Even in today’s world, one tries not to go crazy. By way of response, I cut and pasted our entire previous correspondence, including her assurances that my book fit her list like a glove, up to the “crash” that looked to be the sole barrier between its wonderful “fit” and production.

Her reply included a new explanation. The book had seemed to fit, until she read more deeply into it. It was too much like a memoir and not enough like “auto-theory.” Yeah yeah yeah. Auto-theory and a token will get you a ride on the IRT. She went on to say that the university is very strict about what they allow the press to publish. (If it’s so strict, why did her boss think it was quite allowable?) She wound up by suggesting that I try the “Jewish Line” at two other university presses she named.

There are explicitly Jewish themes in Confessions, but couched in terms from which anyone could profit. Nobody in the book observes the Jewish calendar or cites Jewish sages. Aside from a line or two I quote from my parents, I’m the only Jew in it.

Jerry raised the question of anti-semitism. I hadn’t noticed that possibility myself (Jews go around partly anaesthetized to the phenomenon or we couldn’t live at all) but thought, what the hell, let me follow that down. I wrote back to explain to the editor why Confessions is not what generally counts as a “Jewish book.”

“What,” Jerry said to me, “do you want to accomplish with that letter?”

“If she’s not anti-semitic,” I said, “I want to clarify something that she left rather muddy. And if she is, I want to nail her!”

Her reply came with alacrity, with more detailed clarifications and ramifications plus the names of four or five editors or agents for me to contact. Evidently, I had touched a spring, though what sort of spring was still not quite clear.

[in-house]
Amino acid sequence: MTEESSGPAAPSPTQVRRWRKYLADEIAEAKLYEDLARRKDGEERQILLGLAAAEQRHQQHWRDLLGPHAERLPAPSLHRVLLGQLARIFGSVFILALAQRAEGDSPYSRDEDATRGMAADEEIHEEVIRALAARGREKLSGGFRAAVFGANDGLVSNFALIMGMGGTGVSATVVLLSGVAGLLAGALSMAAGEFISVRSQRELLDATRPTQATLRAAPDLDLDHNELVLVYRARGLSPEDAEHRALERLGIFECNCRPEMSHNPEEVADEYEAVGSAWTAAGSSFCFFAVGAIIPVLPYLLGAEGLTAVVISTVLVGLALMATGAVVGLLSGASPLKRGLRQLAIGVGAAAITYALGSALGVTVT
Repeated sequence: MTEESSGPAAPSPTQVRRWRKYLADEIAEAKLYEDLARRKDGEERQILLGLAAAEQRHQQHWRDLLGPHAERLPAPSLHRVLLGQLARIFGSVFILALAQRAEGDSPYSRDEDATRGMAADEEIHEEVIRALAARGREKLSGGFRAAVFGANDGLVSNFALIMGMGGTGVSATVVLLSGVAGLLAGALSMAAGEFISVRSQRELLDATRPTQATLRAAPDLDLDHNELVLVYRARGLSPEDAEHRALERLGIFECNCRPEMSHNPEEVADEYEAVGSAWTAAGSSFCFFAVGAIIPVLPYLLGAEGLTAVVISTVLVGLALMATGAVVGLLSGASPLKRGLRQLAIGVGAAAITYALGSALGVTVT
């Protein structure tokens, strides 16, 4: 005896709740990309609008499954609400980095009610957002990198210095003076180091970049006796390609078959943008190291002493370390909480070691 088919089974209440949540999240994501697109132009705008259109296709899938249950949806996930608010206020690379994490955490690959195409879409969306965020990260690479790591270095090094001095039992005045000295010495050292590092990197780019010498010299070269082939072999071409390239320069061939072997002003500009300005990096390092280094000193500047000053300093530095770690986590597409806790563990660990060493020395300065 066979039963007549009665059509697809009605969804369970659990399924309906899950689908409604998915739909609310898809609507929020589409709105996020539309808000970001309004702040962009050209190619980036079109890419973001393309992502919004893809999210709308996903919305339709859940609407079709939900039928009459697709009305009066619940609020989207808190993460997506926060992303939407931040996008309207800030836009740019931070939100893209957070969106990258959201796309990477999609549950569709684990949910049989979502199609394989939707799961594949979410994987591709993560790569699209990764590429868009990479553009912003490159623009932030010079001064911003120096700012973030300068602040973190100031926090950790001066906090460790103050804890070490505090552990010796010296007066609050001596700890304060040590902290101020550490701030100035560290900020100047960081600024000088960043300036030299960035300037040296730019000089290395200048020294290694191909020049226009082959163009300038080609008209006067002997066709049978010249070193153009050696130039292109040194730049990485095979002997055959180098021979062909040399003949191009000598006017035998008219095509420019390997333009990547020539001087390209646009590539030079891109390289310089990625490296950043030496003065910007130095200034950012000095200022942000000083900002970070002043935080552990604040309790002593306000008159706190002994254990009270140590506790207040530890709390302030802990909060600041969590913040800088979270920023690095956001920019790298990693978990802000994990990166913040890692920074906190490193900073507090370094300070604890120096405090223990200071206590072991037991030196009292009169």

When we were in Maine this week, I told the whole story to friends who are writers. Their comment is worth sharing.

A writer deals in the realm of values.

For an editor to respond this way is shabby.

It brought me up short. The editor who decides to publish Confessions of a Young Philosopher will need to be someone whose word is good.

About Abigail

Abigail Rosenthal is Professor Emerita of Philosophy, Brooklyn College of CUNY. She is the author of A Good Look at Evil, a Pulitzer Prize nominee, soon to appear in a revised second edition. Its thesis is that good people try to live out their stories while evil people aim to mess up good people’s stories. Her next book, Confessions of a Young Philosopher, forthcoming, provides multiple illustrations from her own life. She writes a weekly column for her blog, “Dear Abbie: The Non-Advice Column” (www.dearabbie-nonadvice.com) where she explains why women's lives are highly interesting. She’s the editor of the posthumously published Consolations of Philosophy: Hobbes’s Secret; Spinoza’s Way by her father, Henry M. Rosenthal. Her next book project will be Conversations with My Father. Some of her articles can be accessed at https://brooklyn-cuny.academia.edu/AbigailMartin . She is married to Jerry L. Martin, also a philosopher. They live in Bucks County, Pennsylvania.
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3 Responses to “Shabby”

  1. Johan Herrenberg says:

    Welcome to the world of publishing… My experience has been that silence is the publisher’s weapon of choice. Two years ago I submitted a manuscript to a press through an editor who was already positive about it. Word came back that the boss himself was interested; the editor passed on his email address, so that we could get into contact. I mailed him, thanking him for his interest and if he had any questions, fire away… And the rest – is silence. It seems the boss got cold feet, but didn’t feel inclined to apprise me of this fact. Money talks – and money can choose to remain silent. Two years on, another boss of another firm also takes his time to confirm his decision to publish, which I already know through another writer… You have to have a saintly patience, when dealing with publishers…

    Liked by 1 person